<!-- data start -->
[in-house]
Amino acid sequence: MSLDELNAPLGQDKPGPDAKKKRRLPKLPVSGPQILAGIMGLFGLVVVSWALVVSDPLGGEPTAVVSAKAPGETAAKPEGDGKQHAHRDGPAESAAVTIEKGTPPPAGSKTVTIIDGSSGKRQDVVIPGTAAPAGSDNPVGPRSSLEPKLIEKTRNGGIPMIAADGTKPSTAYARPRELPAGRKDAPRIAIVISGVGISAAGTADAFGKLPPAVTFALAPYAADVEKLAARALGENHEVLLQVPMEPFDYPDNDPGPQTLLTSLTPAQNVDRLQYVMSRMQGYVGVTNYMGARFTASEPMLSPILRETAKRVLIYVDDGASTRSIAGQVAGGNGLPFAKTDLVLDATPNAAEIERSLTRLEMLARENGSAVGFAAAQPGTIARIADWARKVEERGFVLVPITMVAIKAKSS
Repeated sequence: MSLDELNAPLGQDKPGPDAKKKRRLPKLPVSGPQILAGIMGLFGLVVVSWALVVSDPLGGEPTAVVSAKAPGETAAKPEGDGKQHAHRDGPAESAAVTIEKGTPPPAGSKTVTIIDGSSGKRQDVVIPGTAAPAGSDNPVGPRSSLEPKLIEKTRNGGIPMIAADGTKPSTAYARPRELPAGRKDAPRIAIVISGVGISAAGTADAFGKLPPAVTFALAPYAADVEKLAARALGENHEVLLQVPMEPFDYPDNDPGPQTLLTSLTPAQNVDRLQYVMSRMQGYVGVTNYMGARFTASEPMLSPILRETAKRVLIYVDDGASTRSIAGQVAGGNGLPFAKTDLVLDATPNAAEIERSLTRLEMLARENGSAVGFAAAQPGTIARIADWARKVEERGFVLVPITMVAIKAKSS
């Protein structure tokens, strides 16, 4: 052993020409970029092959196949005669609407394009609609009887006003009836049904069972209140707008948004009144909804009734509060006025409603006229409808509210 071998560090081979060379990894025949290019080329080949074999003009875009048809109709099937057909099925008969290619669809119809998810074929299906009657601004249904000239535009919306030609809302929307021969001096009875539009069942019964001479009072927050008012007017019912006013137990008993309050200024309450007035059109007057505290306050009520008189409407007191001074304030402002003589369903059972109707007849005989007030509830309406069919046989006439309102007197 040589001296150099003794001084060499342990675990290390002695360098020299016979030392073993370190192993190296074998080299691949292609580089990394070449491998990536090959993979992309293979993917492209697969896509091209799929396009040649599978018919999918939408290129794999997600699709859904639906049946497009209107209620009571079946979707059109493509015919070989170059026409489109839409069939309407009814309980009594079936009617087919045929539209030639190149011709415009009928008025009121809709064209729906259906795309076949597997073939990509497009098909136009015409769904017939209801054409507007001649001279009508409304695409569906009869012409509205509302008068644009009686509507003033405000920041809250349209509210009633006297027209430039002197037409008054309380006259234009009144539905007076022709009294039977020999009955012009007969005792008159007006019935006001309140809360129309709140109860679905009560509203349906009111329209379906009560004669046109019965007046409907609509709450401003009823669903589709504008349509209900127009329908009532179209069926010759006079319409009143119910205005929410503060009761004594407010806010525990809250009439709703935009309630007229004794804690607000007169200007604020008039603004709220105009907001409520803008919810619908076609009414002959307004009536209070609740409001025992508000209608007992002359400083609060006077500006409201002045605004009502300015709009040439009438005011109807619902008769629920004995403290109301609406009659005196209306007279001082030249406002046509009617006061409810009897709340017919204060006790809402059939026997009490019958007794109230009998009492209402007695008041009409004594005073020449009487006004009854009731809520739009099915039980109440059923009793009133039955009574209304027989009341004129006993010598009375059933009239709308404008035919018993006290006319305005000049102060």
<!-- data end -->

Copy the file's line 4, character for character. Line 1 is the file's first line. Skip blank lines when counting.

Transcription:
């Protein structure tokens, strides 16, 4: 052993020409970029092959196949005669609407394009609609009887006003009836049904069972209140707008948004009144909804009734509060006025409603006229409808509210 071998560090081979060379990894025949290019080329080949074999003009875009048809109709099937057909099925008969290619669809119809998810074929299906009657601004249904000239535009919306030609809302929307021969001096009875539009069942019964001479009072927050008012007017019912006013137990008993309050200024309450007035059109007057505290306050009520008189409407007191001074304030402002003589369903059972109707007849005989007030509830309406069919046989006439309102007197 040589001296150099003794001084060499342990675990290390002695360098020299016979030392073993370190192993190296074998080299691949292609580089990394070449491998990536090959993979992309293979993917492209697969896509091209799929396009040649599978018919999918939408290129794999997600699709859904639906049946497009209107209620009571079946979707059109493509015919070989170059026409489109839409069939309407009814309980009594079936009617087919045929539209030639190149011709415009009928008025009121809709064209729906259906795309076949597997073939990509497009098909136009015409769904017939209801054409507007001649001279009508409304695409569906009869012409509205509302008068644009009686509507003033405000920041809250349209509210009633006297027209430039002197037409008054309380006259234009009144539905007076022709009294039977020999009955012009007969005792008159007006019935006001309140809360129309709140109860679905009560509203349906009111329209379906009560004669046109019965007046409907609509709450401003009823669903589709504008349509209900127009329908009532179209069926010759006079319409009143119910205005929410503060009761004594407010806010525990809250009439709703935009309630007229004794804690607000007169200007604020008039603004709220105009907001409520803008919810619908076609009414002959307004009536209070609740409001025992508000209608007992002359400083609060006077500006409201002045605004009502300015709009040439009438005011109807619902008769629920004995403290109301609406009659005196209306007279001082030249406002046509009617006061409810009897709340017919204060006790809402059939026997009490019958007794109230009998009492209402007695008041009409004594005073020449009487006004009854009731809520739009099915039980109440059923009793009133039955009574209304027989009341004129006993010598009375059933009239709308404008035919018993006290006319305005000049102060």